Tuesday, 10 February 2009


Transitions through Homelessness: Lives on the Edge
Carol McNaughton (2008)
Palgrave Macmillan, Hardback £50.00 ISBN 9780230201620

‘Transitions through Homelessness’ brings together longitudinal qualitative data that emphasises the voices and experiences of homeless people, with a convincing theoretical framework which considers ‘edgework’ in a risk society. The book is both comprehensive in its coverage, whilst remaining accessible to the non-specialist. An easy and engaging read, it represents a useful addition to the homelessness and housing policy literature, and forges important connections with the related disciplines of social policy and sociology.

Drawing on rich empirical data, the book centres on the personal narratives of individual service users and their transitions into homelessness. Key to this argument is the micro-level interactions service users have with welfare professionals and case managers, as well as the way in which they negotiate their own identity as ‘homeless people’. The detailed and ethically sensitive accounts presented highlight both the complexity of homelessness, and the unintended consequences and failures of the welfare state. Importantly, by adopting a critical realist perspective and uniting structural and agency explanations McNaughton avoids a ‘blame the victim’ approach and encourages empathy with the individuals featured in the study, whilst at the same time illuminating the irrational and risk-taking behaviour that often contributes to their homelessness. In addition, by emphasising the contested nature of homelessness as a concept, McNaughton also makes points of connection with the social constructionist literature which has been popular in housing studies in recent years.

By drawing on the work of Mitchell Dean (1999), the author makes important theoretical links with the literature on reflexive governance and neo-liberal governmentality, which has been gaining ascendency in policy studies over the last decade. In doing so, she illuminates the key role of front-line workers in managing risky behaviour through promoting active, responsible citizenship amongst service-users. However, the lack of reference to the original work of Foucault is a disappointing omission, as is the failure to engage with other post-Foucauldian scholars prominent within the housing studies and social policy tradition who have posited similar theoretical arguments (see for example, Flint 2003; Flint and Rowlands 2003; Clarke 2005; Marston and McDonald 2006; McDonald and Marston 2005). Some reflection on the strengths and weaknesses of the ‘reflexive governance’ literature would also have been a welcome addition, and by doing so would have enabled the author to situate their work in wider debates. This theoretical issue aside, there is however little to find fault with in this publication.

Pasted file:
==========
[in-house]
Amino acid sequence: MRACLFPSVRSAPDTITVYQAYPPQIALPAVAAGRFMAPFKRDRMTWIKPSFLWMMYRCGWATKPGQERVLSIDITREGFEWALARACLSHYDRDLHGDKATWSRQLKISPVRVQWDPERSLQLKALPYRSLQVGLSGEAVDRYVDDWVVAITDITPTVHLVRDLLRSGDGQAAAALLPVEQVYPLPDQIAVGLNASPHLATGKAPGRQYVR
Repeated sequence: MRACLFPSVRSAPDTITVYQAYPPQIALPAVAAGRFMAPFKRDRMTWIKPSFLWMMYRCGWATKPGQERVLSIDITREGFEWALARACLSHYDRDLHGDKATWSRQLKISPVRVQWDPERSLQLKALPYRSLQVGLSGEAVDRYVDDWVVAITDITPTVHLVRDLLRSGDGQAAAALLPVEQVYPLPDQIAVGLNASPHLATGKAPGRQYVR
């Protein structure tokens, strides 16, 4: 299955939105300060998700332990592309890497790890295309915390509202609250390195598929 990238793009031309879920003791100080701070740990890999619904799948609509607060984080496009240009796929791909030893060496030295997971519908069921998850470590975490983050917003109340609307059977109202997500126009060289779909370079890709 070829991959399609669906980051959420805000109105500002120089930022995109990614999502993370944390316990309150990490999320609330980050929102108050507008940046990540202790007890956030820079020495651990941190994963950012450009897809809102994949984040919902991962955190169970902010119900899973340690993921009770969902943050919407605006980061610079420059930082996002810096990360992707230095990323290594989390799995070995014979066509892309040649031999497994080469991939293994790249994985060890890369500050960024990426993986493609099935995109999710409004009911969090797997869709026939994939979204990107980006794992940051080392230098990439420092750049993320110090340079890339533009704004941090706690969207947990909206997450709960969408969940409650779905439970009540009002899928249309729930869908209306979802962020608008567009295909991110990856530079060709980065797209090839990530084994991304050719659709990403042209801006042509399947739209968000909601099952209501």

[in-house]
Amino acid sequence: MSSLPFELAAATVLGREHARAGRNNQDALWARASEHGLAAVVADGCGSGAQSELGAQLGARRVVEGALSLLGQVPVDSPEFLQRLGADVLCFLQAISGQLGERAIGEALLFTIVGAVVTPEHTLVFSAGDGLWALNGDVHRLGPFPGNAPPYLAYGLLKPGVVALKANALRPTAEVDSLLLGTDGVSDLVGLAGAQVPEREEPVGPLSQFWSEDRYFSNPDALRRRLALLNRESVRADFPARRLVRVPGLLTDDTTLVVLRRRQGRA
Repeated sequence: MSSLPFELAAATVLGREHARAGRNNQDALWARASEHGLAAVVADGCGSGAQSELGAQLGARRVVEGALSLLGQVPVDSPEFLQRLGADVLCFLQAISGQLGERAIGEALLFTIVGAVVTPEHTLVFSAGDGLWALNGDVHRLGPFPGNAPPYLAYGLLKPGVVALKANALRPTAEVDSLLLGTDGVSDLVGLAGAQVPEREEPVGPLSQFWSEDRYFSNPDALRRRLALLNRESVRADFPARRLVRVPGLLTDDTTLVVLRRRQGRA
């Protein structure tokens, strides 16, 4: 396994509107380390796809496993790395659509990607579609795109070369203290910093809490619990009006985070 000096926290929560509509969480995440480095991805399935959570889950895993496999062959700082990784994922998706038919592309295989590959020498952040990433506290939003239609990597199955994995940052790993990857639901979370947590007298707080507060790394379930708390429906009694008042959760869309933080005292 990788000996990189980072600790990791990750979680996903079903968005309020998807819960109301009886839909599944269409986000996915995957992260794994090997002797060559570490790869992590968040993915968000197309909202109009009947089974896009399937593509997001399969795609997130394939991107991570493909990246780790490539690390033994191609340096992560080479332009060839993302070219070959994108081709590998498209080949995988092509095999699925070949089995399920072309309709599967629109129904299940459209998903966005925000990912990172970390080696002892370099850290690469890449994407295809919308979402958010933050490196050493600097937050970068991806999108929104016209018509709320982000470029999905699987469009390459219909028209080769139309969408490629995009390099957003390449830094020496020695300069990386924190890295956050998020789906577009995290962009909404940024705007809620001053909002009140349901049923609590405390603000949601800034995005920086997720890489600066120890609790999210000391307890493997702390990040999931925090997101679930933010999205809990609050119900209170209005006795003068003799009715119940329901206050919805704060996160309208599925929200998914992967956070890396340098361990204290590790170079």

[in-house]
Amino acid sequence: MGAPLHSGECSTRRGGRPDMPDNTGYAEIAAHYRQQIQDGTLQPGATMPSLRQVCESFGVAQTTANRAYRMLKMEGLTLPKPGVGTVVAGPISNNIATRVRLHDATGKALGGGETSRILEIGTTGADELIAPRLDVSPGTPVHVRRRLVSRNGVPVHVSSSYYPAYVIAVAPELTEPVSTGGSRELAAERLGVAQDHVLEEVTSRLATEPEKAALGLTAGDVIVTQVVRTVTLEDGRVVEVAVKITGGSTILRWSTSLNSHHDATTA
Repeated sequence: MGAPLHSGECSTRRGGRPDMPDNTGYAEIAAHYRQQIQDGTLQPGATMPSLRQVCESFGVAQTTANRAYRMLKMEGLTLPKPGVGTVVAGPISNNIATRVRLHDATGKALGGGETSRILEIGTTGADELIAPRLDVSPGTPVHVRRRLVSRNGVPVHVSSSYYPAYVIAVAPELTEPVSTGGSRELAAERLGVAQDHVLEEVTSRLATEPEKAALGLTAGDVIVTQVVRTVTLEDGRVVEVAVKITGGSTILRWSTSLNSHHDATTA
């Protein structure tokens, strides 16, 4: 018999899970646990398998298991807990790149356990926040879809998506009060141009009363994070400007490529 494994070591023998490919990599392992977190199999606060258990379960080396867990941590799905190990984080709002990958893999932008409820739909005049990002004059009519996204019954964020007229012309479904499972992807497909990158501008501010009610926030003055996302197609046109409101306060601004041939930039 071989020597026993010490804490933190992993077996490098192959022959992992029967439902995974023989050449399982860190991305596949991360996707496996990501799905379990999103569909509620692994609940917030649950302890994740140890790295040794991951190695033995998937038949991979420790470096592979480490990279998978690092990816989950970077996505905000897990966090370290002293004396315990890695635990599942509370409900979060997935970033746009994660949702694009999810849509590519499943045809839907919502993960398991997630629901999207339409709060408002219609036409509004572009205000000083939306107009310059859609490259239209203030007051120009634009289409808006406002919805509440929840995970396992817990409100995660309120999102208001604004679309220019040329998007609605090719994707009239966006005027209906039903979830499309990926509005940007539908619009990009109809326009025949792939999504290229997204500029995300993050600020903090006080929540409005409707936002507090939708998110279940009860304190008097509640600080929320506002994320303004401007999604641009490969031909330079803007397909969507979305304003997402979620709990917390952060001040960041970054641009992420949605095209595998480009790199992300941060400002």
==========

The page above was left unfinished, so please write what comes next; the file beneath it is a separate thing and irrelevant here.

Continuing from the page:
In conclusion, this is a theoretically informed and empirically rich research monograph which is likely to be a key purchase for students and researchers engaged in the study of homelessness. I would highly recommend it to HSA members.

Kim McKee,
Urban Studies Postdoctoral Fellow,
Geographical & Earth Sciences, University of Glasgow

Clarke, J. (2005) “New Labour's Citizens: activated, empowered, responsiblized, abandoned?” Critical Social Policy 25 (4): 447-463.

Dean, M. (1999) “Governmentality: power and rule in modern society”. London: Sage.

Flint, J. (2003) “Housing and Ethopolitics: constructing identities of active consumption and responsible community”, Economy and Society 32 (3): 611-629.

Flint, J. and Rowlands, R. (2003) “Commodification, Normalisation and Intervention: cultural, social and symbolic capital in housing consumption and governance”, Journal of Housing and the Built Environment 18 (3): 213-232.

Marston, G. a. McDonald, C. (2006) “Analysing Social Policy: a governmental approach”. Cheltenham: Edward Elgar Publishing.

McDonald, C. and. Marston, C. (2005) “Workfare as Welfare: governing unemployment in the advanced liberal state”, Critical Social Policy 25 (3): 374-401.

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